Fentanyl-Laced Cocaine Becoming A Deadly Problem Among Drug Users
NOEL KING, HOST:
There is a frightening new dimension to the opioid crisis. People who are using cocaine are overdosing, not on cocaine but on fentanyl. Fentanyl makes heroin even more dangerous, and now it's showing up in cocaine as well. And that could make the addiction crisis even worse. From member station WBUR in Boston, Martha Bebinger reports.
MARTHA BEBINGER, BYLINE: The only sign of drug use found near Chris Bennett's body was a pipe, but it looked like the 32-year-old from southeastern Massachusetts had stopped breathing and died of an opioid overdose. Chris Bennett's mother, Liisa, couldn't understand what happened. Then she saw the toxicology report.
LIISA BENNETT: He was smoking cocaine that was laced. That's what he had in his system was cocaine and fentanyl.
BEBINGER: Bennett says she was stunned. She'd heard about fentanyl being added to heroin and had warned Chris.
BENNETT: My focus was making sure, you know, that he wasn't going to do the heroin that was laced.
BEBINGER: But she never suspected the crack cocaine Chris smoked occasionally might kill him.
BENNETT: Absolutely not.
BEBINGER: Police Chief Fred Ryan has seen four cocaine-fentanyl overdoses recently in Arlington, a suburb of Boston.
FRED RYAN: That's the next wave of the addiction crisis is fentanyl-laced cocaine.
BEBINGER: In Connecticut, 220 people overdosed on a mix of cocaine and fentanyl last year - a dramatic increase. Massachusetts State Police recorded 199 samples of cocaine that included fentanyl last year - nearly three times what they found the year before. Florida had the most seizures of fentanyl-laced cocaine in a November report from the Drug Enforcement Agency. Tennessee, Rhode Island and New York City have issued public warnings. But Jess Tilley says those warnings are not enough. She distributes NARCAN and safe-use supplies to drug users in western Massachusetts. Tilley says few cocaine users understand the current danger.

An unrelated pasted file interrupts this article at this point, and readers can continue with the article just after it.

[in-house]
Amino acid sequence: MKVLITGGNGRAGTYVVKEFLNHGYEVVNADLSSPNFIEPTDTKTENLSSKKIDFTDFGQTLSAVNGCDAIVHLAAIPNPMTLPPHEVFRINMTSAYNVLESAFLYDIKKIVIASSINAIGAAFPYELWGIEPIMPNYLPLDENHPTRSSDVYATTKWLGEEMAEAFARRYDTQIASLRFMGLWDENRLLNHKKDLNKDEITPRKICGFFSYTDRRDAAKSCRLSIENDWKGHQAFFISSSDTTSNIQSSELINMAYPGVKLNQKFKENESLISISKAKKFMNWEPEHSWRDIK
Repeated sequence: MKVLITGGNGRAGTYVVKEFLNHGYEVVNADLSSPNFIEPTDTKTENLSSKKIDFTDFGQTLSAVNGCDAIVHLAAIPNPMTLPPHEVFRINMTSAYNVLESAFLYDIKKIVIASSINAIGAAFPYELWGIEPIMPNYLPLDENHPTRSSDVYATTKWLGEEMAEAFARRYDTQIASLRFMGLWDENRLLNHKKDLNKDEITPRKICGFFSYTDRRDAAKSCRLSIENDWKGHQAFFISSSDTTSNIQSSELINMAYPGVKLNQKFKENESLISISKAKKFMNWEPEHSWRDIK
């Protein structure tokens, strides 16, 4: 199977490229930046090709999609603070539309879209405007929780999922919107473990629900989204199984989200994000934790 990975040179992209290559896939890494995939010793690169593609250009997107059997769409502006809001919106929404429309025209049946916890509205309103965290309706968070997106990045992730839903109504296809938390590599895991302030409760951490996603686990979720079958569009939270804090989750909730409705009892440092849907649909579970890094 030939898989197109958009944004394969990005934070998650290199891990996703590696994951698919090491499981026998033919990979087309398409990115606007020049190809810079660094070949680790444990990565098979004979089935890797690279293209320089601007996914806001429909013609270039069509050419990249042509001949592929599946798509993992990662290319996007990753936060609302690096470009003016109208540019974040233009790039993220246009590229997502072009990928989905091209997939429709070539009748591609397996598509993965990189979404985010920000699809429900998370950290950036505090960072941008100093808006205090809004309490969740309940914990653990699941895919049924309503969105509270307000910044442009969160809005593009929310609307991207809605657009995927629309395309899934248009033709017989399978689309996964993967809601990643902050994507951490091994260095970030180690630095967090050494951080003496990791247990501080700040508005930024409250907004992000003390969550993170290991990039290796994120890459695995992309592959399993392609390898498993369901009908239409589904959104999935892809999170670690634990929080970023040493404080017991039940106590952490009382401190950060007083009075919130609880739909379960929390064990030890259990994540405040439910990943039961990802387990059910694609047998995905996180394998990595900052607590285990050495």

JESS TILLEY: We don't want to cause widespread panic, but with how deadly fentanyl is, I believe we really need to get the word out there that it could potentially be in every batch of cocaine, just like we tell everyone to approach all their heroin like it could potentially have fentanyl.
BEBINGER: That means teaching cocaine users to test the drug before snorting, smoking or injecting, then to start with a small amount, to use in pairs and to carry NARCAN, says Traci Green, an epidemiologist at Boston Medical Center.
TRACI GREEN: The tools that are going to be most effective are the ones we already have. There's hope (laughter). You know, we have quite a lot that we can work with here.
BEBINGER: Green says some data suggests fentanyl is showing up in bags of cocaine by accident, the result of messy packaging, not malicious intent. But other doctors, law enforcement agents and drug users suggest cartel leaders are using cocaine to make more people addicted to opioids. Here's Rafael. We are only using his first name because Rafael buys cocaine and other illegal drugs often several times a day on the streets of Boston.
RAFAEL: People who were just using cocaine occasionally, now they're using cocaine every day.
BEBINGER: Because of the fentanyl.
RAFAEL: It's all about making them need the product.
BEBINGER: The market expansion theory baffles some in the drug community who say adding fentanyl to cocaine will either scare off buyers or kill them. Either way, they call for renewed urgency to slow what might become a deadly new wave in the opioid crisis. For NPR News, I'm Martha Bebinger in Boston.
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